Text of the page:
20 It still comes down to cost effective manufacturing and if you can pay an operator in China to do an assembly job for 20K a year it becomes vary difficult to justify a 150K robot plus tooling and fixtures to hold the part and all said and done you’ve automated a job that would cost 80K in labor over the 4 year program and spent closer to 200K. Not a very sound decision when you talk about replacing say 50 operators at a 120K loss. You just wasted 6 Million dollars.

  25. Kit Gerhart Says:

    23 Yep, Toyotas aren’t perfect. While the important stuff, like powertrain, steering, and suspension have been flawless, there have been two rather annoying rattles, one in the driver’s side B pillar that I fixed, and the one that I’m working on. I haven’t taken it to the dealer for either, because from past experience, dealer shops aren’t very good with that sort of thing.

  26. cwolf Says:

    For many years I have installed, adjusted, repaired and over-hauled robots of many kinds. They have their place, but require considerable and constant attention. They do repetitive tasks, but lack in areas where precision is required. Robots are nothing more than a tool replacing human repetitive function, yet require considerable human over site to keep them operational. I am most familiar with Fanuc products and can honestly claim the use of them does increase output but has no impact on the number of labors needed to keep that production line running. Cross training has been a must, but no one other than the tradesman has made them really understand how they work.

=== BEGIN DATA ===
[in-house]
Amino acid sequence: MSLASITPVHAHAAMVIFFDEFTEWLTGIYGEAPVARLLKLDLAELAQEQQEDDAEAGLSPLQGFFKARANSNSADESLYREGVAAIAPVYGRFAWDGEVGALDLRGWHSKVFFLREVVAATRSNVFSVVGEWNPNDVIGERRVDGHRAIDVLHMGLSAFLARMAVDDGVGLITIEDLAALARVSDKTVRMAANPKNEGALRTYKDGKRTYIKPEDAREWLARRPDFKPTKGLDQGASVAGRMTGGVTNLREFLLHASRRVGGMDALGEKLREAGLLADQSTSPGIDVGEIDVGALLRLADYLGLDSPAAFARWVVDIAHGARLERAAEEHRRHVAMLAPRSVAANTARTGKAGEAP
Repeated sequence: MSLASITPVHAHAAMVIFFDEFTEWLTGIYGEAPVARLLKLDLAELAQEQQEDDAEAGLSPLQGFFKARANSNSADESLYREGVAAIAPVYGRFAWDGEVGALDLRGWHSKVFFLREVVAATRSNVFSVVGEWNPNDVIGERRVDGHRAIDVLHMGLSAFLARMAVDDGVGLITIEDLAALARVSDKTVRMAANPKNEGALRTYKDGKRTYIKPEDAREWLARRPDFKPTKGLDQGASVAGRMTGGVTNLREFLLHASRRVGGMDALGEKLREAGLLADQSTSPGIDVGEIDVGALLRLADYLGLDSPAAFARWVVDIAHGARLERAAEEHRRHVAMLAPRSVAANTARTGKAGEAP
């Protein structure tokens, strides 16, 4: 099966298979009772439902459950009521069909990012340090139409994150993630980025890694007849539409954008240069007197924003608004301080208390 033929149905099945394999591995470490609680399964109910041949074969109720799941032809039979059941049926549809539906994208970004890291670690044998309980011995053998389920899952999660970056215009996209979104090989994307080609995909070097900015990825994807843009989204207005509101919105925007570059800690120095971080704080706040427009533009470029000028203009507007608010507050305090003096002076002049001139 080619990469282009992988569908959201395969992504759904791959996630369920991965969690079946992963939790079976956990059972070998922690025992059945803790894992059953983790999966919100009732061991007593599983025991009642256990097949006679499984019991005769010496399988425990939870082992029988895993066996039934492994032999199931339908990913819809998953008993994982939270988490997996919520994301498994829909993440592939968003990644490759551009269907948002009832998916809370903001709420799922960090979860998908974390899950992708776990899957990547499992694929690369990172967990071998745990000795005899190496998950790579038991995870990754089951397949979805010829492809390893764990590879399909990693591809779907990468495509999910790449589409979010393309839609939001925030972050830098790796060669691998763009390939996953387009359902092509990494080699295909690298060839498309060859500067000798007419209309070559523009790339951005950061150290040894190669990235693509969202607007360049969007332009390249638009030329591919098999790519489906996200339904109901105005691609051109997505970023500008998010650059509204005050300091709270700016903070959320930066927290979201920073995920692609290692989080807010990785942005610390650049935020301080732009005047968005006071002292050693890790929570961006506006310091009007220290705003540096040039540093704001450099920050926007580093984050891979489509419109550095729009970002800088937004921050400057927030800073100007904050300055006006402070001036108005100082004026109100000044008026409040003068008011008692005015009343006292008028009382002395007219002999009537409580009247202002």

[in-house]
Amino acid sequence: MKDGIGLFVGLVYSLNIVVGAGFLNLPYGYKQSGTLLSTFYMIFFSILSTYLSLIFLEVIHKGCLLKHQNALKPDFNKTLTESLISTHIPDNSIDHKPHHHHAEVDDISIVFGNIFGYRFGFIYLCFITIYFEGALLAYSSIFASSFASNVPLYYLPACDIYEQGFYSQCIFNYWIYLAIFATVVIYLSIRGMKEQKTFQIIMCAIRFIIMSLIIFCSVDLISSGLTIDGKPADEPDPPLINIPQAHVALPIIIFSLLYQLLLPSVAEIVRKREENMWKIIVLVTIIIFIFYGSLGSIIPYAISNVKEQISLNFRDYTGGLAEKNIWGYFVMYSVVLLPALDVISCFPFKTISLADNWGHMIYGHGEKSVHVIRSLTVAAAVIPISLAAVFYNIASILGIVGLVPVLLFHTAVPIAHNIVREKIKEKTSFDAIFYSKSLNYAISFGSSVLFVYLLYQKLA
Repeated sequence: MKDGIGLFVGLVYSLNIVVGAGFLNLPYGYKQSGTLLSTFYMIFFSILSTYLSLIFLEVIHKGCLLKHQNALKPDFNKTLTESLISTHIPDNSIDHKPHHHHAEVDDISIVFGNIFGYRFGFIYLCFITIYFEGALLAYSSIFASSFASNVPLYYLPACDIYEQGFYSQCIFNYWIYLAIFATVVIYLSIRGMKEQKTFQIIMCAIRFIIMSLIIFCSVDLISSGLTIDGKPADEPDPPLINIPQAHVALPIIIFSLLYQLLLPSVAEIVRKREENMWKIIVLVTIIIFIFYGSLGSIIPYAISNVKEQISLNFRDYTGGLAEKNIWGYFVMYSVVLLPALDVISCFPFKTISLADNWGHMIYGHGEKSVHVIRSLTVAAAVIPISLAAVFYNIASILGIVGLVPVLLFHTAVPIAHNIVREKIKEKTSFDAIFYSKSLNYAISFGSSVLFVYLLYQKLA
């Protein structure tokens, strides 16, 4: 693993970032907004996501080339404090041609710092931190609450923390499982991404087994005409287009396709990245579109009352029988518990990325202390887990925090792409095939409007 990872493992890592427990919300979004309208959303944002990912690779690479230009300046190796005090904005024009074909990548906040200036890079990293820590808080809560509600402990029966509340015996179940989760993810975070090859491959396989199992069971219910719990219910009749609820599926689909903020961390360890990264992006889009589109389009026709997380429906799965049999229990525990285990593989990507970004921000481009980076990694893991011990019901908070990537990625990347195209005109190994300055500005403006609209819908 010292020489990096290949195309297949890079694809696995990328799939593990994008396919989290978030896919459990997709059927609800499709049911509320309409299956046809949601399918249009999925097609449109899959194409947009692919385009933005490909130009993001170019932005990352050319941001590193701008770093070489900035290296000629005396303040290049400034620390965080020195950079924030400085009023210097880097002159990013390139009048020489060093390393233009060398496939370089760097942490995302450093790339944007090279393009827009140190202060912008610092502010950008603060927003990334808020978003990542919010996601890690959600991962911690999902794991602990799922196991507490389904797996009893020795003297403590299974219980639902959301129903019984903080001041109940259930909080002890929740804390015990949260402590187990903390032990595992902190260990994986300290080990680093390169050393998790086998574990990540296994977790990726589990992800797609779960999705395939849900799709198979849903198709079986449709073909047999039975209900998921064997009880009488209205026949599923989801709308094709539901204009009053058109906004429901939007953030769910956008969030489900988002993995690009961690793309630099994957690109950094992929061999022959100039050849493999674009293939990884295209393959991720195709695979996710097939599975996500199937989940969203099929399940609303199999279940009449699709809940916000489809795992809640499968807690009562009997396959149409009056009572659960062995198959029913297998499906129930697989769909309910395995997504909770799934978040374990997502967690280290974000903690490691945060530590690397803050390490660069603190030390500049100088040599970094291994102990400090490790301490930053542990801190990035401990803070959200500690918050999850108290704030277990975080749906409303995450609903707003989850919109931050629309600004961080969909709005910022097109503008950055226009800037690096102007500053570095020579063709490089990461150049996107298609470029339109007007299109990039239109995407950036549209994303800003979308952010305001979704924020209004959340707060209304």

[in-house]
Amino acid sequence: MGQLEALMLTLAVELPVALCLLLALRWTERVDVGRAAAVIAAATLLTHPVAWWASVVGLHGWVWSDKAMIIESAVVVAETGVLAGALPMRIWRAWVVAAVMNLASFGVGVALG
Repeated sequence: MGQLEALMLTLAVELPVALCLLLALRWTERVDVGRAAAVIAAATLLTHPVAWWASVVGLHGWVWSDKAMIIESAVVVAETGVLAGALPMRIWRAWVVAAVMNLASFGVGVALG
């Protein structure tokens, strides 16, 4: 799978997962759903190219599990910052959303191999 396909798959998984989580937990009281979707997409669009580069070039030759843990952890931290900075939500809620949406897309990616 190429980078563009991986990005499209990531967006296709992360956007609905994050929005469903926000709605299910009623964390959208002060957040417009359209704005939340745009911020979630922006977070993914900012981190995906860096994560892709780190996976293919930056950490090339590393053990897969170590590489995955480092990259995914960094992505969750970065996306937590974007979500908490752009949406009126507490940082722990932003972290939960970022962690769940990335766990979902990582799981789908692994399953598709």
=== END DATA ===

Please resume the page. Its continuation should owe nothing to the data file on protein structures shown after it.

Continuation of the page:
27. cwolf Says:

    You really are informative, knowledgeable in many areas and are challenging, to say the least. But it is very clear you lack the understanding of the workings of the auto industry’s factory operations.
    Allow me to only suggest you listen to others who have been employed in various factories and suppliers before you draw a conclusion based solely upon your own perceptions.

  28. Larry D. Says:

    27 well nobody is perfect. And I never claimed I have the things you mentioned.

  29. Larry D. Says:

    Amazon orders 100,000 Pure Electric Delivery Vans for $440,000,000

    How about them apples, “Joe”?

  30. Larry D. Says:

    Biggest Auto News of the Year.

    If you remember anything bigger than this, tell me.

  31. lambo2015 Says:

    26 Totally agree, as I have dealt with more than a few processes where robots looked like a good idea on paper only to realize they were not the best option. I used to deal with ABB but where I am now its mostly Fanuc and a few motorman’s. While the robots can be pretty precise they do not adapt to variation in a part or process. So in the case like how we use them (welding) they do a very good job of doing a very consistent weld. However get some variation in your components, and something as little as a couple millimeters will cause welding defects. Plus we still need operators to load the weld fixtures. If someone wanted to automate that, the packaging and presentation of parts to the line would need to be completely redesigned into packaging that would present a part the same way for a robot to pick up. Small stampings that are often shipped in wire baskets would now require blow molded trays and be placed in an organized manner. The density would probably triple and require more trucks to ship product. There just becomes a lot of cost involved in automating a process that its just not as simple as some might think. You cannot just throw a robot on the floor and replace workers. Its not that simple.